Donald Trump says he has never read books that accuse him of rape

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Former President Donald Trump said he has never read part of a book in which columnist E. Jean Carroll accused him of raping her in a department store locker room in the mid-1990s, according to court records unsealed Wednesday.

Trump was questioned under oath in October by attorneys for Carroll, who is suing the Republican. During his 5 1/2 hour statement, Trump said he will read Carroll’s book, “What Do We Need Men For?” .

Portions of Trump’s statement transcript were unsealed in court records ordered by a judge who was to preside over a trial.

Carroll, a former Elle magazine columnist, accused Trump in the book of assaulting her in late 1995 or early 1996 at a Manhattan luxury department store after they ran into each other by chance and exchanged lighthearted banter about who had a piece of lingerie.

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After the book was published, Trump said the meeting never happened and claimed Carroll made amends to boost book sales. He also said he had never met Carroll and dismissed her as “not my type.”

He said a photo showing him with Carroll and both of their spouses at an event in 1987 was apparently an unmemorable encounter on a receiving line.

Carroll’s lawyer, Roberta Kaplan, asked Trump if he had read the book or any part of it.

“No, never did. I’ve actually never seen the book,’ he replied.

Kaplan also asked Trump about the black-and-white photo that shows him with Carroll, her husband, and Trump’s then-wife, Ivana Trump, who died last July at age 73.

Trump pointed to Carroll in the photo and said, “It’s Marla.”

“You mean Marla is in this picture?” Kaplan asked.

‘That’s Marla, yes. That’s my wife,” Trump replied, according to the transcript, apparently referring to Marla Maples, whom he married several years after the photo was taken.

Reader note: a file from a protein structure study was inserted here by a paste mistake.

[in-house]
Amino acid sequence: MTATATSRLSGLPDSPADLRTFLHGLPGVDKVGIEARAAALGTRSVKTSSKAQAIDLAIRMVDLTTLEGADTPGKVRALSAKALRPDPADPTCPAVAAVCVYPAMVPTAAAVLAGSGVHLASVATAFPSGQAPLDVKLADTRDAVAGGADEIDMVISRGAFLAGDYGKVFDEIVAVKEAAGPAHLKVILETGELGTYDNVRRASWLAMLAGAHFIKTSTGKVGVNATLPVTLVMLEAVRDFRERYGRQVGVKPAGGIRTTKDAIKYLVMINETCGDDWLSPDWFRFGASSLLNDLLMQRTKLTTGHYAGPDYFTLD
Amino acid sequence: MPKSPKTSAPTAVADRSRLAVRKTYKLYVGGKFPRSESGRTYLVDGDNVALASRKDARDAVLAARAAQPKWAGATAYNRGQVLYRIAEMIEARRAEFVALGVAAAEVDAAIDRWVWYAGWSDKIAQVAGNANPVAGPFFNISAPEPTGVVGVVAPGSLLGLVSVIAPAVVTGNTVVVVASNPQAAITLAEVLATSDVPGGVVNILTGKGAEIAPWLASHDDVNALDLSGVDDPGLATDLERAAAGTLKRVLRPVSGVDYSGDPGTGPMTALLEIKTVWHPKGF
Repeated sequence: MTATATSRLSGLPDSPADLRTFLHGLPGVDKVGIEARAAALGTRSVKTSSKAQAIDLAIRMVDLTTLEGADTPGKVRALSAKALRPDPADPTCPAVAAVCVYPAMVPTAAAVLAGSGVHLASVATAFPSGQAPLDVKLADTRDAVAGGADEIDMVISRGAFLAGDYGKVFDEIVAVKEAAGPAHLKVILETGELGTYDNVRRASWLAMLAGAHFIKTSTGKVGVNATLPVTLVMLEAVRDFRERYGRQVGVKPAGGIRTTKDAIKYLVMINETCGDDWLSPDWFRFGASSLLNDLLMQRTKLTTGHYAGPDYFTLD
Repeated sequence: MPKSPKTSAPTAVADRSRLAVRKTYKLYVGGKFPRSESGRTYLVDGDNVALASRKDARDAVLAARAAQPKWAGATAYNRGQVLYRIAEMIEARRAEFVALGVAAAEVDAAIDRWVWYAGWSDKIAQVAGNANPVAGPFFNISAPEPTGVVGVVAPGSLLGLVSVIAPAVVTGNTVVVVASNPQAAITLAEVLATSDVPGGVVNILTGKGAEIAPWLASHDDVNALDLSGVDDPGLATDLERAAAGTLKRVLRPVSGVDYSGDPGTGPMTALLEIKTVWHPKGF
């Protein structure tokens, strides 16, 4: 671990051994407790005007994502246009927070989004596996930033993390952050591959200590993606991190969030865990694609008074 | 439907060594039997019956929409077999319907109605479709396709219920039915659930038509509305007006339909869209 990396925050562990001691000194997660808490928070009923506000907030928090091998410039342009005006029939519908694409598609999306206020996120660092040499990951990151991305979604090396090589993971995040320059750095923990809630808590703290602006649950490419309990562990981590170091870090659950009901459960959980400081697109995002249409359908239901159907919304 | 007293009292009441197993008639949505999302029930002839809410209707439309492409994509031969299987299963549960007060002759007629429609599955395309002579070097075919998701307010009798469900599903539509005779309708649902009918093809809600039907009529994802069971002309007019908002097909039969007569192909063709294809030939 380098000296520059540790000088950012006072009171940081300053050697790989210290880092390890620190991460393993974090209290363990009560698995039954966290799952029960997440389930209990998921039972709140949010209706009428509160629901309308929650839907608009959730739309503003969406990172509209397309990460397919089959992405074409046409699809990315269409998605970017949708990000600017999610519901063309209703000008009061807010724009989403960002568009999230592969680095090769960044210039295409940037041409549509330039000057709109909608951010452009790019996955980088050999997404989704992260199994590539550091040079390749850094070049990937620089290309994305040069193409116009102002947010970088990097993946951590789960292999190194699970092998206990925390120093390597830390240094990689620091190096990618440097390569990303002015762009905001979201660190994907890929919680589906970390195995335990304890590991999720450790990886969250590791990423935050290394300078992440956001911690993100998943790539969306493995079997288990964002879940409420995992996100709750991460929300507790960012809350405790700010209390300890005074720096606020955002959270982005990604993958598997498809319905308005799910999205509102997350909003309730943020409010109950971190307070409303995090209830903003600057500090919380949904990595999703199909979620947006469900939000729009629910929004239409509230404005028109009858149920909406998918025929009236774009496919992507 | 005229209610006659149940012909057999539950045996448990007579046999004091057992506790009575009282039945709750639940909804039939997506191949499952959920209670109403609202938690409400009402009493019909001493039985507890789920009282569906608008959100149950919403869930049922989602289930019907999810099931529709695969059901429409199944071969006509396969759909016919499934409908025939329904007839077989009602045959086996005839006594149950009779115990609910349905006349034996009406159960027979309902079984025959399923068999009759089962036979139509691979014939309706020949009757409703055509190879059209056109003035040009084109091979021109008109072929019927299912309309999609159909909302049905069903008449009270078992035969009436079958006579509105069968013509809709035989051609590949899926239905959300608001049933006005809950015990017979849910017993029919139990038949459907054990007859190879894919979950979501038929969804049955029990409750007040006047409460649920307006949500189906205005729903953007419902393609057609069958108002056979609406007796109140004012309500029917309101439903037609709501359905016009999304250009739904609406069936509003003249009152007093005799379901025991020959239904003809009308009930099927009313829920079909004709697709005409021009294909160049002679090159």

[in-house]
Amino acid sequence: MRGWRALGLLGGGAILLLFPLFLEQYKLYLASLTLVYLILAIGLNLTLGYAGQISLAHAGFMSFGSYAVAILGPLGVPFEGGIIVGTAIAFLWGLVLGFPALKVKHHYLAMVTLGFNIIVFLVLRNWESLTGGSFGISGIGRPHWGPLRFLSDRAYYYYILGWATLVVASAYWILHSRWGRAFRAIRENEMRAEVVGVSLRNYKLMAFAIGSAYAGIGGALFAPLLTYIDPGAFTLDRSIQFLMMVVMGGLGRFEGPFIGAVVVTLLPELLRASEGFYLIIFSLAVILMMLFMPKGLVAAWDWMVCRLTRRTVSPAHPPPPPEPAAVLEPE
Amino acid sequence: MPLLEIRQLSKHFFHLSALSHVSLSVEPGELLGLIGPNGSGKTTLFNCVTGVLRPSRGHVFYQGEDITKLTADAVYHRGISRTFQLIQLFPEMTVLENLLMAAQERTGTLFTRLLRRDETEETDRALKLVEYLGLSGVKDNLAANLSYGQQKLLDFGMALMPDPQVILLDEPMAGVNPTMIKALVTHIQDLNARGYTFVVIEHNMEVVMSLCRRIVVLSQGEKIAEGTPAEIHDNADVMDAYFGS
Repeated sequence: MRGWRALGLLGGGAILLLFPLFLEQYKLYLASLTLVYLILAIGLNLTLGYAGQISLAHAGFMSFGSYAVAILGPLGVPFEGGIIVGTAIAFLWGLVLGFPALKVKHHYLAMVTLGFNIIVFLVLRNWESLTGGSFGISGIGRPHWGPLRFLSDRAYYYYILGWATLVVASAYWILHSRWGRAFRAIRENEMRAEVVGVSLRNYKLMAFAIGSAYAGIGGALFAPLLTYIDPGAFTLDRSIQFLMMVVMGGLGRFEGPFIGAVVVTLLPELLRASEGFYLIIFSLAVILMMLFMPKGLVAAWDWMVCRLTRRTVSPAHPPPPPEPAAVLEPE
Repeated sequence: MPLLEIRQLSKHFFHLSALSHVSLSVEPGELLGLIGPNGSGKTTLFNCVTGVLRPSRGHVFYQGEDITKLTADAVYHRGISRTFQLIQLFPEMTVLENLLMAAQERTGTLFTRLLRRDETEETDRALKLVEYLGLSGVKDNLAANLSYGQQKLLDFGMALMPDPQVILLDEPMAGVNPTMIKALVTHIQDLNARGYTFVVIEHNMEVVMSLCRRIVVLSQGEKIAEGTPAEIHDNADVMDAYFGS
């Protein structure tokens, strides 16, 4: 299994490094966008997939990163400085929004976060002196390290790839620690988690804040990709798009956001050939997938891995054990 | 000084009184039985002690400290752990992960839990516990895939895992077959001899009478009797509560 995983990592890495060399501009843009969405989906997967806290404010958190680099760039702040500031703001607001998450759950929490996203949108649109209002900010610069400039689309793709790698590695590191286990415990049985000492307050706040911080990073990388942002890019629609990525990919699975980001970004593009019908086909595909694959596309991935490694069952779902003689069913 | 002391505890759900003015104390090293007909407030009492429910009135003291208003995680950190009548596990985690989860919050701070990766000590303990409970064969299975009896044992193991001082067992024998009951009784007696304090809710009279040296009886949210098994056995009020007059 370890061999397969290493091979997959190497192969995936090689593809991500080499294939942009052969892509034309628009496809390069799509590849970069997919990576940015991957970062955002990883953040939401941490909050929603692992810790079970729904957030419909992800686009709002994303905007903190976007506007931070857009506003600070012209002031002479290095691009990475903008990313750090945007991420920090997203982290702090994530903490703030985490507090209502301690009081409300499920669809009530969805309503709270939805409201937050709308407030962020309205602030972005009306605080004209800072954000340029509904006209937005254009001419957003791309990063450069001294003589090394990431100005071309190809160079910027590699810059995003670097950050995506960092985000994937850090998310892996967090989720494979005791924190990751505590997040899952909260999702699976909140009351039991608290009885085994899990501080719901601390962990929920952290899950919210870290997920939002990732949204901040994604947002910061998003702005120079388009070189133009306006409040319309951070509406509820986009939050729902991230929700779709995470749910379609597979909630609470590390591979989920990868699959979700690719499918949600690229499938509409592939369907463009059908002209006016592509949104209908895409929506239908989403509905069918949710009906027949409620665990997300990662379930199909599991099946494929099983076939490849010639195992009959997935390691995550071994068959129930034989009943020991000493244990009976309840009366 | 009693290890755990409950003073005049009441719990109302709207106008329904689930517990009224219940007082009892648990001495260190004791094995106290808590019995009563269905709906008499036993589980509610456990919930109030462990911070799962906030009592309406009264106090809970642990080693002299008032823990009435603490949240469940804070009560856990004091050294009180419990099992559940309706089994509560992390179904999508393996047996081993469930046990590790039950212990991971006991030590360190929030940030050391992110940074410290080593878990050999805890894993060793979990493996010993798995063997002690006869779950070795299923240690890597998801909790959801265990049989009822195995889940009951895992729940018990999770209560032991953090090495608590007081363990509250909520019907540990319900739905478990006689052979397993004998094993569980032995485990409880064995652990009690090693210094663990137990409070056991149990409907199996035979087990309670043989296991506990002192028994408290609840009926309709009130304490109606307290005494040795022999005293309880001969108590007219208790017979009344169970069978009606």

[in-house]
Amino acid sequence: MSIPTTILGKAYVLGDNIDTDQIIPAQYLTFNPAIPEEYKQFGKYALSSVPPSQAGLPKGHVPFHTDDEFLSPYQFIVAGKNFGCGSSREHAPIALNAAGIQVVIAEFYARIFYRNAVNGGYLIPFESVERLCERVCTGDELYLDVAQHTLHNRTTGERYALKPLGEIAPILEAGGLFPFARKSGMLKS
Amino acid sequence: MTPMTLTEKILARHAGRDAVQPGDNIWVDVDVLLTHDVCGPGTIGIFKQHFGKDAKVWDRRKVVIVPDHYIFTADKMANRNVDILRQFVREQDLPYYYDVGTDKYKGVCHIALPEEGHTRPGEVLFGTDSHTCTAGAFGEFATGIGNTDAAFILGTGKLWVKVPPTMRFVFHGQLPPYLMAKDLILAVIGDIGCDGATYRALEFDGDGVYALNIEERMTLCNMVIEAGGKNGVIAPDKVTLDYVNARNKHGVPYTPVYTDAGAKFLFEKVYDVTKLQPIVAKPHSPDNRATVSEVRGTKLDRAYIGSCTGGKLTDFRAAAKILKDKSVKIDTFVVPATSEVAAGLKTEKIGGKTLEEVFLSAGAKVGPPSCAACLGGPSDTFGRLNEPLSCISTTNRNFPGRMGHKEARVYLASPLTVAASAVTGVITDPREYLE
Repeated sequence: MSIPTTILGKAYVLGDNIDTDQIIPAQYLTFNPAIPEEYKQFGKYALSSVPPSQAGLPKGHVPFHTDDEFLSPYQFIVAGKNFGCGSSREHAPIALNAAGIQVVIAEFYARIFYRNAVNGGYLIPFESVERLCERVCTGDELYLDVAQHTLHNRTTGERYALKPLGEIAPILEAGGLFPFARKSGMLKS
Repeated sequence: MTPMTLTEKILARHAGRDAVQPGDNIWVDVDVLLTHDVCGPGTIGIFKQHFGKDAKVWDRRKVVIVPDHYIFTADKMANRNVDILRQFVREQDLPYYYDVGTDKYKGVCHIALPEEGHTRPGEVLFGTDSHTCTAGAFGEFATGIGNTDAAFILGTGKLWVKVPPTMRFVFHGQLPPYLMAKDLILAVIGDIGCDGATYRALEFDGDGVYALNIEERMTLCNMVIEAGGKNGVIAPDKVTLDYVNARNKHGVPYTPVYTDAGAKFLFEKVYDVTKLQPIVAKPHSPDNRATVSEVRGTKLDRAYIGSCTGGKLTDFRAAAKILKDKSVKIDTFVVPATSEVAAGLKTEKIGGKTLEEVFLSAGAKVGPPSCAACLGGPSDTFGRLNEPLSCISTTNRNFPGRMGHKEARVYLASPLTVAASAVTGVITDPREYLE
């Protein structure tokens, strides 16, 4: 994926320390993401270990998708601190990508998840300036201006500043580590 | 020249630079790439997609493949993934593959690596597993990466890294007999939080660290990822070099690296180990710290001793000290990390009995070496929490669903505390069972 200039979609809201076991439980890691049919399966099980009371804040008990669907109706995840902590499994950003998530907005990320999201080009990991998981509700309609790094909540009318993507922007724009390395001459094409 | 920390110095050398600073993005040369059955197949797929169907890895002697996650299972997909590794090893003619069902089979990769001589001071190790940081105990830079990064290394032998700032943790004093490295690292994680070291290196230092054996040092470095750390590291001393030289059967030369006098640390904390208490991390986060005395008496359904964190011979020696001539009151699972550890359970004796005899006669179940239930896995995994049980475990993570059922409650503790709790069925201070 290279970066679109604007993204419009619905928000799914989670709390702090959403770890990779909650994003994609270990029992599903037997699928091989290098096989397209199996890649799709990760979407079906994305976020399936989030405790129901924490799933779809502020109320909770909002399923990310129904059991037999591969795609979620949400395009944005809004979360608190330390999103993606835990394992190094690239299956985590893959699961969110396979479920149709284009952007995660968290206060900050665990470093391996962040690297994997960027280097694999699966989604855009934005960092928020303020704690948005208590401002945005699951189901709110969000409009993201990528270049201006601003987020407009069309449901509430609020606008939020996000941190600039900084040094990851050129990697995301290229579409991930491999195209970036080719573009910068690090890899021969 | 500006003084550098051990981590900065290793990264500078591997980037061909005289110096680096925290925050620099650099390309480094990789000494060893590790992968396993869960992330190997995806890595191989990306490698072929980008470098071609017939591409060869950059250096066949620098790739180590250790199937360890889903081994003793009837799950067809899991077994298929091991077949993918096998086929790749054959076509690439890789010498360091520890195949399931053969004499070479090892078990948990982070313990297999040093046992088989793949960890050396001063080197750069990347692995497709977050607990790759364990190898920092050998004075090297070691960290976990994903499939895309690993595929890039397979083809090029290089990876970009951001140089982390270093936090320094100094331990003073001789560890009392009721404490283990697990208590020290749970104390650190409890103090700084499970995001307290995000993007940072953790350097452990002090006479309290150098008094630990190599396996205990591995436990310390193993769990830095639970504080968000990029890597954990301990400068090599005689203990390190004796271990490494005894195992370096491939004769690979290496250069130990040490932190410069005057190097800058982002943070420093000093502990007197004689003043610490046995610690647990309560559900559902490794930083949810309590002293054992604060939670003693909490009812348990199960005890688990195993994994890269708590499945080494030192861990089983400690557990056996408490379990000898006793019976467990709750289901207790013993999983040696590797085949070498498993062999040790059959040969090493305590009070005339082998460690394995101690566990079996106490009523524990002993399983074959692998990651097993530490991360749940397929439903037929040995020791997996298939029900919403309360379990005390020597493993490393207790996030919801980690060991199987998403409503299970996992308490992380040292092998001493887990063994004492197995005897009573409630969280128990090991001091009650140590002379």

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Trump’s attorney, Alina Habba, stepped in and said, “No, that’s Carroll.”

“Oh, I see,” Trump said at the time.

The transcript extracts in four dozen pages released Wednesday came a week after several dozen other pages were unsealed by the court.

Habba did not immediately comment on Wednesday. Kaplan declined to comment.

The statement was videotaped, but the recording has not been made public for two lawsuits Carroll has filed against Trump for unspecified damages.

Carroll first sued him for defamation, saying his statements damaged her reputation. In November, she filed a separate lawsuit specifying she owes rape damages, a legal avenue made possible when the state of New York enacted a temporary law allowing adult rape victims to sue their abusers even if the attacks took decades. took place ago.

On the pages opened Wednesday, Kaplan asked Trump if he was referring to Carroll’s physical appearance in photos when he said she wasn’t his type.

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“Physically she’s not my type, and now that I’ve heard things indirectly about her, she wouldn’t be my type in any way, shape or form,” he said, calling her accusation “ridiculous.”

Late in the statement, after Trump characterized Carroll as a “sick woman,” Kaplan confronted him about accusations made against him by two dozen women, asking, “They’re all sick too, aren’t they?”

Trump responded, “I don’t know any of these people or very many of them. I mean, every now and then you get — I think a lot of famous people get accused, and a lot of them are false and some of them are true. But in my case—”

“None of it is true?” Kaplan interrupted.

“I would say. I mean I don’t see any. I mean you didn’t show me anything,” Trump replied, according to the transcript.